But in the spirit of listening to my body, I'm going to work out just once today--no AM cardio workout. I will take kickboxing class tonight, and we'll see what I can learn and how I'll fare in the elite Wednesday class. How can I neutralize Larry's pressure tactics? Can I move well against Gumba Frank the way I learned about a month ago?

Maybe I can go back to two workouts tomorrow. But today, I'll be doing some Christmas shopping.

Tuesday, December 18, 2007

Nautical Cruise; Knots In A Jumprope

On Saturday night, about 140 students of my martial arts school and their immediate families went on a dinner cruise. My wife got to meet a lot of the people I train with, or see them again. While she's very supportive of my avocation, she has no interest in doing martial arts herself, beyond maybe Tai Chi.

I realized while introducing her to people how many of my friends in the school are, like me, at the Brown Belt Bottleneck. Many of them, like me, have had setbacks due to injuries.

The boat, on Nautical Cruise Lines, ride stayed close to Long Island and was fun. I think the boat pictured above is the one we were on.

I'm on vacation this week and getting to do some extra training and cross training. Yesterday I went through the push-ups, pull-ups, crunches, dips, squats and elliptical routine my trainer and I worked out. Today I just did cardio, doing the elliptical for 20 minutes and, for the first time since I wrecked my ACL, about 7 minutes of jumprope on a padded mat. The front of my leg below my knee hurt a bit, but not a lot.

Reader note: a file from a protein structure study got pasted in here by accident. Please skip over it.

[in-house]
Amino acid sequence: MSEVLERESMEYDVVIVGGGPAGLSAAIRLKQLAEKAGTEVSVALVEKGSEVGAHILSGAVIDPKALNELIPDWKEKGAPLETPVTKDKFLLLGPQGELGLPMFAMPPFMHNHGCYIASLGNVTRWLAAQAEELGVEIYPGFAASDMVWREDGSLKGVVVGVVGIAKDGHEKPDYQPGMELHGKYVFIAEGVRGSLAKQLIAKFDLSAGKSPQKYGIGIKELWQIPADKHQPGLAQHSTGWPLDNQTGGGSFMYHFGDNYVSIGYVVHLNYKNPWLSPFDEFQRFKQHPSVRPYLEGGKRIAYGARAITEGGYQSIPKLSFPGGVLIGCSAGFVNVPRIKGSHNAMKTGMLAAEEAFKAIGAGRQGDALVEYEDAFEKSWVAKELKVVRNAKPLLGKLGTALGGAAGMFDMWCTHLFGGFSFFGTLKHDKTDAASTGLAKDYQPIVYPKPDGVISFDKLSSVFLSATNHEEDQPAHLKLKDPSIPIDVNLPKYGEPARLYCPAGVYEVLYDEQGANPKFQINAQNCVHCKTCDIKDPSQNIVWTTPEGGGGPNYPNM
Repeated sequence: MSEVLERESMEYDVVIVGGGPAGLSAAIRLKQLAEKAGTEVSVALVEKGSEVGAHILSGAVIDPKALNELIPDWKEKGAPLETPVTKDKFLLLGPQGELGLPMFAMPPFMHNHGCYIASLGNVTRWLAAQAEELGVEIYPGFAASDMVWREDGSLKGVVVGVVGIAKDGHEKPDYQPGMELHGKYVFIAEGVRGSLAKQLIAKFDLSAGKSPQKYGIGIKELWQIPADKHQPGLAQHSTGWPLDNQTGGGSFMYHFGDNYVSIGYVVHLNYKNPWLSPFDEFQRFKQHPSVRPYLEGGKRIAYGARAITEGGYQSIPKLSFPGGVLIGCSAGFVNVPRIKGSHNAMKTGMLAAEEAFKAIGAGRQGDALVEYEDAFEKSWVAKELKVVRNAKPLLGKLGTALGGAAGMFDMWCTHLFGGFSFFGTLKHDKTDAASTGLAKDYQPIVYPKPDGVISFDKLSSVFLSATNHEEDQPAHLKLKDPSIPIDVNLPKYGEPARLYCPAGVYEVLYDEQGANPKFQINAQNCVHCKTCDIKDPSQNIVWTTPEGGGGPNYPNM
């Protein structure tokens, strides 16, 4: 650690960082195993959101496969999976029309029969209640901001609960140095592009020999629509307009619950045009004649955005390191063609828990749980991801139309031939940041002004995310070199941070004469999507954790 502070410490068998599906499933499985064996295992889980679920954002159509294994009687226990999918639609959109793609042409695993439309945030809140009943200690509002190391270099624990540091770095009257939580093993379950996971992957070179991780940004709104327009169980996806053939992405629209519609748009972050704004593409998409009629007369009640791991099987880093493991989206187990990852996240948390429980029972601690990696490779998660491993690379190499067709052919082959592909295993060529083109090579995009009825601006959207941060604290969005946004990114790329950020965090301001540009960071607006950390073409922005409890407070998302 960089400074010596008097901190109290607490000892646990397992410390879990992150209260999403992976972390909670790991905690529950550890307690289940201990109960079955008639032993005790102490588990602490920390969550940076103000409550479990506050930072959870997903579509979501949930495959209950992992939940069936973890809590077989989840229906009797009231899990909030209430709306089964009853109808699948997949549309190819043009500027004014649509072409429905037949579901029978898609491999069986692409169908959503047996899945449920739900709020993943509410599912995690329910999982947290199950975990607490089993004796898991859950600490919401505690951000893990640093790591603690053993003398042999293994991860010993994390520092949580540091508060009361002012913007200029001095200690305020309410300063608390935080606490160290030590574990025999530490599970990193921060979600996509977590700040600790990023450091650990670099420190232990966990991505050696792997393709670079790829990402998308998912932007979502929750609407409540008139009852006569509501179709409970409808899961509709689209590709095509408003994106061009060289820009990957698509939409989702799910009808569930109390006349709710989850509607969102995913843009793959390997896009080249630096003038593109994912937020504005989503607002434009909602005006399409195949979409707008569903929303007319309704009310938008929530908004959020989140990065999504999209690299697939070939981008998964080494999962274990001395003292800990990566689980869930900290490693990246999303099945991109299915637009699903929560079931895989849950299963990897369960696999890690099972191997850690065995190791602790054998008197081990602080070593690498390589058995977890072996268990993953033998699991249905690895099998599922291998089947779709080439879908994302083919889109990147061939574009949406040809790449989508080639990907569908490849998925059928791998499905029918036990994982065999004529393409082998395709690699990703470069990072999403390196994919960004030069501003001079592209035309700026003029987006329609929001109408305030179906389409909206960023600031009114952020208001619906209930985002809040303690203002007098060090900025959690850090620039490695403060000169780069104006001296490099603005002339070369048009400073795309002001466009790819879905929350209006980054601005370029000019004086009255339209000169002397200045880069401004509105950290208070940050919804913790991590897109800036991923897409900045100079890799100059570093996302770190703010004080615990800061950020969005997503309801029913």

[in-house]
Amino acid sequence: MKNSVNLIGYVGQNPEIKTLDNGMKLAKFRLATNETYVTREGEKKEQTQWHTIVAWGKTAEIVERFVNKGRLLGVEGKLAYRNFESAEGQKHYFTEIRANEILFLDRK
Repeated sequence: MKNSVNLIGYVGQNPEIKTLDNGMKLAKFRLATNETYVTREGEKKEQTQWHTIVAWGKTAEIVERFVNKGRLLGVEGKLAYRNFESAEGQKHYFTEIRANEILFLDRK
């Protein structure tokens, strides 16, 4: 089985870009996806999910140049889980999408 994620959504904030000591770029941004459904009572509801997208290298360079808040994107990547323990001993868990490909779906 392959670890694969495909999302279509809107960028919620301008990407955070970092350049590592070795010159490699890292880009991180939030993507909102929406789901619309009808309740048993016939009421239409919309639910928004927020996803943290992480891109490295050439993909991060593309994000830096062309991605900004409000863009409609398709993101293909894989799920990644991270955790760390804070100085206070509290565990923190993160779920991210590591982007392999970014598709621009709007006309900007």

I've forgotten a lot about jumping rope, but It was fun to do it again.

Tonight, I'm going to core class.

Sunday, December 16, 2007

Words From My Sensei

I was talking with my friends at the Jersey City Fight Club about how much I had enjoyed the kickboxing part of my black belt test (shown in the photo--I'm on the right). Since I passed that part of the test (and in fact passed everything except grappling, because I got injured), I won't go through that again next time I test. I was wondering how I could have an experience like that again.

Suddenly I had an idea: I could volunteer at the black belt test to spar with the brown belts.

I talked to my new sensei about this on Saturday after my core class. I told him I didn't want to go to a tournament because, hey, I'm 51, the risk of injury is higher there--the one tournament I attended, I fought a young tiger so young he could have been my son.

My sensei said he wants me to focus first on getting my black belt, but he said the idea makes sense. At the tournament, head contact isn't allowed, so people go all out hitting the body. At the black belt test, it would be easier to pair me with other "seniors," technically for us 35 and older, and the tests are very closely supervised--they don't want people getting knocked out. (I know of one instance, but that was a young tiger fighting a professional.)

He even thought I could help out with sparring in the second-degree test.

I got nervous about that. I've seen those second degree candidates going at it with each other. I told him I would be worried about getting hit in the head too hard, due to my bad eyes and risk of detaching a retina.

He said they put the "young stallions" together in one group, and I would be there to help testing for the seniors. He commented that the young stallions don't always get the belt because they don't show good style, they're just out to pound on somebody.

He said I wouldn't be first in line to help with the testing. People doing preliminary work for their second-degree black belt get first shot. But he said he would look for places for me to join the kickboxing test where it's appropriate.

We talked about my plan to start grappling, and kicking in kickboxing, in February. He said he wants me to be confident and not afraid for my injured knee before I re-take the test. I'll have a red dot on my knee, indicating that it was injured, so my opponents will be instructed not to do locks that would hurt my knee such as ankle locks. But I have to also show that I won't get caught in such positions. He said he would like to see me work initially in grappling class with my friend Larry, who also had ACL surgery, and understands what it's like to return.